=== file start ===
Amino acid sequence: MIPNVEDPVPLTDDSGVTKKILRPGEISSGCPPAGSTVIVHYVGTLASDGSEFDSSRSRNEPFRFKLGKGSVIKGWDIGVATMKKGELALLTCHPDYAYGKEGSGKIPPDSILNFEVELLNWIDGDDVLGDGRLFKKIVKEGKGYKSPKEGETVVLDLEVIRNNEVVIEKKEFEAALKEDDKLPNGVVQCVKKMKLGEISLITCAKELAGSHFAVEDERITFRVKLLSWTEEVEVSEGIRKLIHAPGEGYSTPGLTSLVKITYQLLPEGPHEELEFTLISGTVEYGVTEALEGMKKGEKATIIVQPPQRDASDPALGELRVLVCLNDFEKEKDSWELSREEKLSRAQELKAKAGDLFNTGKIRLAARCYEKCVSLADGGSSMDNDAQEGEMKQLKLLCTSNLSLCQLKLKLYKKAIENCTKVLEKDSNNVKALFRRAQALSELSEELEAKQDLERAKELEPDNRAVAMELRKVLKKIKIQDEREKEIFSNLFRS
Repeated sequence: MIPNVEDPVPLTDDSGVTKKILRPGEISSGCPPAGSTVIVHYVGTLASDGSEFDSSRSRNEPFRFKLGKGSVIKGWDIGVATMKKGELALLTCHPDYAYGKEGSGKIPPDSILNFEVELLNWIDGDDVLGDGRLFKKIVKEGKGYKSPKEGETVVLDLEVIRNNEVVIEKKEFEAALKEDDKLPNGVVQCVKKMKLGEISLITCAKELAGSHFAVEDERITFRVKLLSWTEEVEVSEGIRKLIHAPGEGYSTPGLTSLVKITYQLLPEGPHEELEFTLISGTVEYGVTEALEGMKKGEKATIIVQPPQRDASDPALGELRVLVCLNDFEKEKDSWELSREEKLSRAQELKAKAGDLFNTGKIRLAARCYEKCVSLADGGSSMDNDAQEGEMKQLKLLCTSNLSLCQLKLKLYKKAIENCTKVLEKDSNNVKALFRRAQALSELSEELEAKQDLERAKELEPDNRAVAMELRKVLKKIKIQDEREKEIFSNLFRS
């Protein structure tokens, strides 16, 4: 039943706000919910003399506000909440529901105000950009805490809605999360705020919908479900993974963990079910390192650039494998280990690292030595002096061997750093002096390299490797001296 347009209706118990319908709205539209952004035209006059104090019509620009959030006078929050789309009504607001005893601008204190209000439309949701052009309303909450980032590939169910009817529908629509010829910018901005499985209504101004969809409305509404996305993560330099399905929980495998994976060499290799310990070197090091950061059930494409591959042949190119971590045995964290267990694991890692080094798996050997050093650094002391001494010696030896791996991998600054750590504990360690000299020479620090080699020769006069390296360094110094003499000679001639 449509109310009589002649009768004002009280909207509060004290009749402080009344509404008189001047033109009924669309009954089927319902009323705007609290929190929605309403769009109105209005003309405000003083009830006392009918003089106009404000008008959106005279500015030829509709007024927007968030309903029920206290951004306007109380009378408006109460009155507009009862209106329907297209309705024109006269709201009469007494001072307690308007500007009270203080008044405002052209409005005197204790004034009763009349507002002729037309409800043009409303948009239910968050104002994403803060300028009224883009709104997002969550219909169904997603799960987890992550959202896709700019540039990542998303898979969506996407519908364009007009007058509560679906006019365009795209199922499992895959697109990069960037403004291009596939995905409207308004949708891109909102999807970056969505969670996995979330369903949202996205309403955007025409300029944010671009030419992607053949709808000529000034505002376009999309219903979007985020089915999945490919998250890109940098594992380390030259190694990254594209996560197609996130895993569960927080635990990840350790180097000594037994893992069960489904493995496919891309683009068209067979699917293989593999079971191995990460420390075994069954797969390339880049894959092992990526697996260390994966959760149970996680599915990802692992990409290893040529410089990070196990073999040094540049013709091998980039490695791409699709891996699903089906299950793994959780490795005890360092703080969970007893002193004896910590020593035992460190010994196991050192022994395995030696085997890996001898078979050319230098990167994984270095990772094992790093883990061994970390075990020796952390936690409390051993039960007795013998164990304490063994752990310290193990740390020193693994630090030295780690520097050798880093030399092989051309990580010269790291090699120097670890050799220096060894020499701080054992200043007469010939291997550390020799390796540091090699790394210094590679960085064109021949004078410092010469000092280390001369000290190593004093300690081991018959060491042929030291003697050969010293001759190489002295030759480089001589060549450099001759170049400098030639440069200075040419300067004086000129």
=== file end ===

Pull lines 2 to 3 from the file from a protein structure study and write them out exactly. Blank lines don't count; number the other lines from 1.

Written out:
Repeated sequence: MIPNVEDPVPLTDDSGVTKKILRPGEISSGCPPAGSTVIVHYVGTLASDGSEFDSSRSRNEPFRFKLGKGSVIKGWDIGVATMKKGELALLTCHPDYAYGKEGSGKIPPDSILNFEVELLNWIDGDDVLGDGRLFKKIVKEGKGYKSPKEGETVVLDLEVIRNNEVVIEKKEFEAALKEDDKLPNGVVQCVKKMKLGEISLITCAKELAGSHFAVEDERITFRVKLLSWTEEVEVSEGIRKLIHAPGEGYSTPGLTSLVKITYQLLPEGPHEELEFTLISGTVEYGVTEALEGMKKGEKATIIVQPPQRDASDPALGELRVLVCLNDFEKEKDSWELSREEKLSRAQELKAKAGDLFNTGKIRLAARCYEKCVSLADGGSSMDNDAQEGEMKQLKLLCTSNLSLCQLKLKLYKKAIENCTKVLEKDSNNVKALFRRAQALSELSEELEAKQDLERAKELEPDNRAVAMELRKVLKKIKIQDEREKEIFSNLFRS
């Protein structure tokens, strides 16, 4: 039943706000919910003399506000909440529901105000950009805490809605999360705020919908479900993974963990079910390192650039494998280990690292030595002096061997750093002096390299490797001296 347009209706118990319908709205539209952004035209006059104090019509620009959030006078929050789309009504607001005893601008204190209000439309949701052009309303909450980032590939169910009817529908629509010829910018901005499985209504101004969809409305509404996305993560330099399905929980495998994976060499290799310990070197090091950061059930494409591959042949190119971590045995964290267990694991890692080094798996050997050093650094002391001494010696030896791996991998600054750590504990360690000299020479620090080699020769006069390296360094110094003499000679001639 449509109310009589002649009768004002009280909207509060004290009749402080009344509404008189001047033109009924669309009954089927319902009323705007609290929190929605309403769009109105209005003309405000003083009830006392009918003089106009404000008008959106005279500015030829509709007024927007968030309903029920206290951004306007109380009378408006109460009155507009009862209106329907297209309705024109006269709201009469007494001072307690308007500007009270203080008044405002052209409005005197204790004034009763009349507002002729037309409800043009409303948009239910968050104002994403803060300028009224883009709104997002969550219909169904997603799960987890992550959202896709700019540039990542998303898979969506996407519908364009007009007058509560679906006019365009795209199922499992895959697109990069960037403004291009596939995905409207308004949708891109909102999807970056969505969670996995979330369903949202996205309403955007025409300029944010671009030419992607053949709808000529000034505002376009999309219903979007985020089915999945490919998250890109940098594992380390030259190694990254594209996560197609996130895993569960927080635990990840350790180097000594037994893992069960489904493995496919891309683009068209067979699917293989593999079971191995990460420390075994069954797969390339880049894959092992990526697996260390994966959760149970996680599915990802692992990409290893040529410089990070196990073999040094540049013709091998980039490695791409699709891996699903089906299950793994959780490795005890360092703080969970007893002193004896910590020593035992460190010994196991050192022994395995030696085997890996001898078979050319230098990167994984270095990772094992790093883990061994970390075990020796952390936690409390051993039960007795013998164990304490063994752990310290193990740390020193693994630090030295780690520097050798880093030399092989051309990580010269790291090699120097670890050799220096060894020499701080054992200043007469010939291997550390020799390796540091090699790394210094590679960085064109021949004078410092010469000092280390001369000290190593004093300690081991018959060491042929030291003697050969010293001759190489002295030759480089001589060549450099001759170049400098030639440069200075040419300067004086000129």